Firstly, anyone researching symptoms of something like autism for example could read them and suddenly develop those symptoms, or perceive themselves as having them because they want to fit into the diagnosis. This can be done subconsciously. This brings up the issue of people only researching the one disorder they want to have, for whatever reason that may be.

Secondly, it is possible that when you self-diagnose, you are dismissing the possibility of a more serious diagnosis. Brain tumors can cause changes in behaviour as well as an abundance of symptoms that one could mistake for a mental disorder.

Thirdly, I know there are some bad doctors out there, but for the most part they know what they are doing. Yes, you may understand your body better and know what you are experiencing. However, generally, the doctor will have the knowledge to be aware of other conditions you may not have come across in your research.

Another point is the usage of self diagnosing seems to spread the idea that one does not need to go to a doctor or specialist. Since they have figured the problem out themselves, they don’t see the point.

Self-diagnosing can be harmful to you if you don’t take your suspicions to a specialist. And if you are self-diagnosing to be trendy or cute (which I know is not always the case), you are dismissing the struggles of those with the disorder.

Please, by all means, do research to bring some ideas to your doctor. But do not self-diagnose and leave it at that.

Here’s a good article. 


So a fad among people my age and younger (and sometimes older) is to self-diagnose themselves. And very often you can visit these blog pages and see ten different self diagnosed illnesses. Now why do people do this? Well it could very much be Munchhausen Syndrome. Or maybe a desire to fit into an online community and enhance aspects of your identity.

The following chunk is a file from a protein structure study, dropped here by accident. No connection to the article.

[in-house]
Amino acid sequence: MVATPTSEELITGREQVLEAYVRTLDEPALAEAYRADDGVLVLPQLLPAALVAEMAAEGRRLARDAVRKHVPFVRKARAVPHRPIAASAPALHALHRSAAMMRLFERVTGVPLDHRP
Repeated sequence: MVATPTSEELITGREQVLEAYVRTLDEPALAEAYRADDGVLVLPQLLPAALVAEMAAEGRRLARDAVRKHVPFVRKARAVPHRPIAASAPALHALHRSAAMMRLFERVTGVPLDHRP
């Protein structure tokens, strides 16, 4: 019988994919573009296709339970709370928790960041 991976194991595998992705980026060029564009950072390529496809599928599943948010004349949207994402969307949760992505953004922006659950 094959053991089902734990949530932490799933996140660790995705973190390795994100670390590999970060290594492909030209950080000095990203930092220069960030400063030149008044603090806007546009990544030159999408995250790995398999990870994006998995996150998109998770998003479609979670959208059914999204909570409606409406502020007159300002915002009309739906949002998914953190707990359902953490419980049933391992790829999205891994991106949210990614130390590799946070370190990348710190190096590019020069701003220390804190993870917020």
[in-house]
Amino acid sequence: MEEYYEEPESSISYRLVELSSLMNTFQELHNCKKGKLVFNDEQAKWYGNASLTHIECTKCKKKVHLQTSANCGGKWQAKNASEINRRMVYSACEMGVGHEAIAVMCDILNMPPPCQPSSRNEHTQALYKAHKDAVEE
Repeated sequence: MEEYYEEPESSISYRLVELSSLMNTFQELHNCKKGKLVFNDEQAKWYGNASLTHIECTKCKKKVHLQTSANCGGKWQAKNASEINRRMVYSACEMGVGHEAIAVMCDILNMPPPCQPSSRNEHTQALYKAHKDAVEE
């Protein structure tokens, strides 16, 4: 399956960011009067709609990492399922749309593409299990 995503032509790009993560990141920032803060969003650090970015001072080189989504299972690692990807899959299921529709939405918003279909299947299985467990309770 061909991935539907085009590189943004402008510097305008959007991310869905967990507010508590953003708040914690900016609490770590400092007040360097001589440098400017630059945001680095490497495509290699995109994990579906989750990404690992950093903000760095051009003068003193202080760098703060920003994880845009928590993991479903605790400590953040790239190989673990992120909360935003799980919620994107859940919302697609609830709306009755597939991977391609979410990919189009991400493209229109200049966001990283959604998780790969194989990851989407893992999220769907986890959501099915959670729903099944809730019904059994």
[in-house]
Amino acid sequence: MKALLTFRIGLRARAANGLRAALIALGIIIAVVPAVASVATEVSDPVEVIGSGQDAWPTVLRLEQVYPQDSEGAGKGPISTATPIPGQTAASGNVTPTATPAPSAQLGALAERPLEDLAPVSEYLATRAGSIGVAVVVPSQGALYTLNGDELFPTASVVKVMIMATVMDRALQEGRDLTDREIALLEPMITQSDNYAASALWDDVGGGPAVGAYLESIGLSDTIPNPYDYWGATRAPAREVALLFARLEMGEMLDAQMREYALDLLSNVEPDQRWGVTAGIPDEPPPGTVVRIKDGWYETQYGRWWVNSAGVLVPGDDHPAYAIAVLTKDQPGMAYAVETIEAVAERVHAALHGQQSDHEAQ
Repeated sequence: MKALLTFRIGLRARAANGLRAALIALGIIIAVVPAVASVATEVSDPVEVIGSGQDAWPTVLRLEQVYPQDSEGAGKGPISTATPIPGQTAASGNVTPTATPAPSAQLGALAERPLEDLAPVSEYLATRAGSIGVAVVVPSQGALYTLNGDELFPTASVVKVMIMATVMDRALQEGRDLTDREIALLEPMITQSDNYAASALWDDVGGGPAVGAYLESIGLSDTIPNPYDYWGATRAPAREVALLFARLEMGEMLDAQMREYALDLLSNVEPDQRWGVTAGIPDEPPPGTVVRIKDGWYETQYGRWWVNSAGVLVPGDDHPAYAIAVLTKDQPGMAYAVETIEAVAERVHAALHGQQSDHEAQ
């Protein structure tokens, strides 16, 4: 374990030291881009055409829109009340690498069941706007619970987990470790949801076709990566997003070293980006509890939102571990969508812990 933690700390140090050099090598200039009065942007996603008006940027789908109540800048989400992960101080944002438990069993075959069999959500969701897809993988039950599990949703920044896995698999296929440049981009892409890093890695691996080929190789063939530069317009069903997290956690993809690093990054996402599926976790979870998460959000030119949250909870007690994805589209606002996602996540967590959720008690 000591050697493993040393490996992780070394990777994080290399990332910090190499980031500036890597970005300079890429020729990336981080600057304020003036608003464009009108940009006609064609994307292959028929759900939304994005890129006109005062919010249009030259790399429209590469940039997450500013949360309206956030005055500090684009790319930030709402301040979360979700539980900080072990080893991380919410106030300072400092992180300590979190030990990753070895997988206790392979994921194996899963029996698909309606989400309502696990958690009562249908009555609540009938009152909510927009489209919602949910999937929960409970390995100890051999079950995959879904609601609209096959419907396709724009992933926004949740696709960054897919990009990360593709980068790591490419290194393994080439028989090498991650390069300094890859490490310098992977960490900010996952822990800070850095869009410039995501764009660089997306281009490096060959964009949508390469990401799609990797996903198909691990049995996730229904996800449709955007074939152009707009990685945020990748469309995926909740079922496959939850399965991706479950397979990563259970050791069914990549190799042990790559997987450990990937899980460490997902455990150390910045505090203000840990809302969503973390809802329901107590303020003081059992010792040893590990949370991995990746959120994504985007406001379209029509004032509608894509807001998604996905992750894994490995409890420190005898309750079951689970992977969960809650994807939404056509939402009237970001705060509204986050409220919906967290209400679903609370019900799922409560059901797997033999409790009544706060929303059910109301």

But let’s dig deeper here. 

X  X  X  X

Most psychologists and people involved in the field discerning mental illness disagree and discourage self diagnosis. 

Now a popular argument to self diagnosis is “I can’t afford it.” And actually, yes you can. Most people can. I got a diagnosis on my own and I am a minor. 

X  X  X

If you read the links explaining how easy it is to find a place that can give you a diagnosis, and if not a diagnosis then mental help, then you clearly do not have the illness you presume to have. Anybody with a serious mental illness would do anything in their power to help cope with it or get help in treating it. Nobody would ignore the obvious fact that, at least in the United States, you can get many levels of mental health care without seeing a private therapist. Private therapists are only a fraction of the field they partake in. 

Self-diagnosis is bullshit. Most people who are involved professionally in the field of mental health and neuroscience disagree with mental illness, and it is not difficult to get some level of help for your mental issues. (Tumblr Deleted)

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Submitted on
August 24, 2015